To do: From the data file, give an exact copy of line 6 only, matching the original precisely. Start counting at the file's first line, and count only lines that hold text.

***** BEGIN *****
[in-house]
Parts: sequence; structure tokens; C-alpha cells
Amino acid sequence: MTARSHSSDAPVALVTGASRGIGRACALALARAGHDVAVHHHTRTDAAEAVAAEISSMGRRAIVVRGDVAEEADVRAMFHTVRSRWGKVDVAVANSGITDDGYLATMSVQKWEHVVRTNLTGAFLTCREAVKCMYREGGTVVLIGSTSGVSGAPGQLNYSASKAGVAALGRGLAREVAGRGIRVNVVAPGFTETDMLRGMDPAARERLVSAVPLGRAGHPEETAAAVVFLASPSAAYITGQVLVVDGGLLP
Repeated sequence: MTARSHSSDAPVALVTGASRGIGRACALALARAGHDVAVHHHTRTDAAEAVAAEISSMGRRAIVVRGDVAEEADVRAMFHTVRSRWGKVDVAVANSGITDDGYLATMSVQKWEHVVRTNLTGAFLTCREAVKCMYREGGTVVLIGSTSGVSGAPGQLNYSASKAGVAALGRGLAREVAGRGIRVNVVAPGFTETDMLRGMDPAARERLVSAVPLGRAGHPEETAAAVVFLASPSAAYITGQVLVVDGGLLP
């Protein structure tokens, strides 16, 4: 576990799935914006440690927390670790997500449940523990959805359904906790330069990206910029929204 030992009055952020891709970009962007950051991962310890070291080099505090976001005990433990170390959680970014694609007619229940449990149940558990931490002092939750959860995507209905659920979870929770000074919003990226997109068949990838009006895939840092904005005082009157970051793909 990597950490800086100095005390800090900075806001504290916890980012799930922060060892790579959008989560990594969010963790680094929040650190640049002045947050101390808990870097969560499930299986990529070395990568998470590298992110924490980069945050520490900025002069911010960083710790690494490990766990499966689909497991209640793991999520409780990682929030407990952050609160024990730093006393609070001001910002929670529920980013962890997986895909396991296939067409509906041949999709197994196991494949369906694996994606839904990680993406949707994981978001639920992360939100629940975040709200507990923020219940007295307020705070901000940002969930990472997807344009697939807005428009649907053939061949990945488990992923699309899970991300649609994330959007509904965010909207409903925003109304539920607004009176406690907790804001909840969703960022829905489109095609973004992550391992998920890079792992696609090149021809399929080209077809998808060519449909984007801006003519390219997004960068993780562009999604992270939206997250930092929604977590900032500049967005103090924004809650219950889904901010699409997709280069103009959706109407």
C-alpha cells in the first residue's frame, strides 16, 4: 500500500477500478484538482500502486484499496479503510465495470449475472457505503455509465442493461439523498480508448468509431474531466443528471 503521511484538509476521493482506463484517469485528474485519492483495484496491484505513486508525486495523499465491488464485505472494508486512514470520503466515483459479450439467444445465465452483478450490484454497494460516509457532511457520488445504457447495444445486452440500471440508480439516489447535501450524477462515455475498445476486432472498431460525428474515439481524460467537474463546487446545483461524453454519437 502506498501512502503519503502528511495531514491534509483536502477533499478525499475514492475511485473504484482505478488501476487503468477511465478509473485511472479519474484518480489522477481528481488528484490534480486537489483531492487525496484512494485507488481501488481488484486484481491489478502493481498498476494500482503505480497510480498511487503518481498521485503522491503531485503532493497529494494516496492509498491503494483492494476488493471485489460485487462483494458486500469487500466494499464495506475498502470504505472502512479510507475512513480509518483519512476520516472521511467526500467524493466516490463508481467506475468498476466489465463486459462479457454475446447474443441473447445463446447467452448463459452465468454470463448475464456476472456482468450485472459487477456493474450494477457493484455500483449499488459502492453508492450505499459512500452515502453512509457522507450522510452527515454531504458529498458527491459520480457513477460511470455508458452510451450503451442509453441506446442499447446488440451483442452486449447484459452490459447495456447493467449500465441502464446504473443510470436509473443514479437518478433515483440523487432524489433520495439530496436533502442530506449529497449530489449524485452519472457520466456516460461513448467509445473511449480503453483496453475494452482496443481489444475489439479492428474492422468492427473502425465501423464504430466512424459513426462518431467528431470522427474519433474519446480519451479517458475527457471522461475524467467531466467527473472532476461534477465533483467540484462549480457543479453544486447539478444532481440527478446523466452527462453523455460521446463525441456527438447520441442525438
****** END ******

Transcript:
C-alpha cells in the first residue's frame, strides 16, 4: 500500500477500478484538482500502486484499496479503510465495470449475472457505503455509465442493461439523498480508448468509431474531466443528471 503521511484538509476521493482506463484517469485528474485519492483495484496491484505513486508525486495523499465491488464485505472494508486512514470520503466515483459479450439467444445465465452483478450490484454497494460516509457532511457520488445504457447495444445486452440500471440508480439516489447535501450524477462515455475498445476486432472498431460525428474515439481524460467537474463546487446545483461524453454519437 502506498501512502503519503502528511495531514491534509483536502477533499478525499475514492475511485473504484482505478488501476487503468477511465478509473485511472479519474484518480489522477481528481488528484490534480486537489483531492487525496484512494485507488481501488481488484486484481491489478502493481498498476494500482503505480497510480498511487503518481498521485503522491503531485503532493497529494494516496492509498491503494483492494476488493471485489460485487462483494458486500469487500466494499464495506475498502470504505472502512479510507475512513480509518483519512476520516472521511467526500467524493466516490463508481467506475468498476466489465463486459462479457454475446447474443441473447445463446447467452448463459452465468454470463448475464456476472456482468450485472459487477456493474450494477457493484455500483449499488459502492453508492450505499459512500452515502453512509457522507450522510452527515454531504458529498458527491459520480457513477460511470455508458452510451450503451442509453441506446442499447446488440451483442452486449447484459452490459447495456447493467449500465441502464446504473443510470436509473443514479437518478433515483440523487432524489433520495439530496436533502442530506449529497449530489449524485452519472457520466456516460461513448467509445473511449480503453483496453475494452482496443481489444475489439479492428474492422468492427473502425465501423464504430466512424459513426462518431467528431470522427474519433474519446480519451479517458475527457471522461475524467467531466467527473472532476461534477465533483467540484462549480457543479453544486447539478444532481440527478446523466452527462453523455460521446463525441456527438447520441442525438